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Posted: 17 Apr 2018, 20:51
by Blaise170
You could always archive the pages with and then link to it from a page. Just remember not to use any images without permission from the seller first.

Posted: 17 Apr 2018, 21:27
by ScottPaladin
Blaise170 wrote: You could always archive the pages with and then link to it from a page. Just remember not to use any images without permission from the seller first.
K, thanks. Sadly taobao won't work with, but I can at least do the ebay one that way.

Posted: 17 Apr 2018, 21:32
by Blaise170
Well in the case of sites like that, you can always use and then the site. :P

Posted: 17 Apr 2018, 22:04
by ScottPaladin
First part of that works a treat but is giving me an error when trying to archive the site.

Posted: 17 Apr 2018, 22:08
by Blaise170
Hm okay. I'm not sure how long keeps their data stored.

Posted: 17 Apr 2018, 22:14
by ScottPaladin
They say its "Virtually forever" but who knows how long in practice. Probably better than taobao though. Thanks for the assist.

Posted: 26 Nov 2018, 15:59
by SneakyRobb
Daniel Beardsmore wrote: The identifying shot for SKCP is here:


Yours above look the same.

It seems that there are versions without the plate retention clip bars, as shown in the photos on the SKCP wiki page. Maybe those are another series (like SKCO or SKCQ), or maybe they are just a variant model. It's highly unlikely that we will find out!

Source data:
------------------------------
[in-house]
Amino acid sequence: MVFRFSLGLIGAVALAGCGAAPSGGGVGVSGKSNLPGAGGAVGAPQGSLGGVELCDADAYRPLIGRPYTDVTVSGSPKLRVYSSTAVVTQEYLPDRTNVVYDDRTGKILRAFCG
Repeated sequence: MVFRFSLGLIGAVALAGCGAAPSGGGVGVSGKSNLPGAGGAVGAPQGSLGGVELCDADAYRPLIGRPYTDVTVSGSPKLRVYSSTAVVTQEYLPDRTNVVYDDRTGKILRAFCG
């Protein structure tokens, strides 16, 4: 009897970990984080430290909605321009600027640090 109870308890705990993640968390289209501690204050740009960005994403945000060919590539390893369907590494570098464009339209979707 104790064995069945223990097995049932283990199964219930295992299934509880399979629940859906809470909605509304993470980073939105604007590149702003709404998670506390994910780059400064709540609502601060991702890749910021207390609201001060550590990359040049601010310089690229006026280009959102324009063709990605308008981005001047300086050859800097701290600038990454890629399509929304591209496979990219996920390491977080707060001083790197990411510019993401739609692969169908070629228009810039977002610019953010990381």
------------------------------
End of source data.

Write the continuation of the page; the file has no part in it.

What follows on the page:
Alps plate spring switches from the 5576 and the P70 come in two kinds. They are the same except for the bottom half of the switch/it's mounting method. All plate springs have the prongs rotate 90 degrees versus other alps switches, so you cant just pop them into another alps pcb.

Basically early plate springs are plate mounted. Later plate springs can't be plate mounted.

Earlier switches are plate mount and have a different bottom half case that is capable of clipping into a plate similar to any common alps switch. They have two prongs for soldering coming out of the bottom. These prongs are the contacts.
If you look at this image

You see that the switch has a housing that clips into a plate. As well you can see by the leaf sandwhich there are two black plastic nubbins. The space beside the nubbins is empty.

The PCB mount switches have a bottom base that is not capable of clipping into a plate. It does not have any clipping mechanism on the switch. Instead there are the two lead contacts just like the plate mount, but on the other side of the switch is a retention bar that provides two more prongs for soldering to the board. So the PCB mount switches are held in place by 4 solder points. A pretty "sturdy-ish" cheap method.
In this image by sandy by the nubbins you can see the metal bar. ... sp_sw3.jpg

I have desoldered many of the later switches and they are all held in place by 4 prongs.

If you want to make a custom plate spring small board you will need to design a pcb that can hold the extra prongs. Or try to get the plate mounted switches variant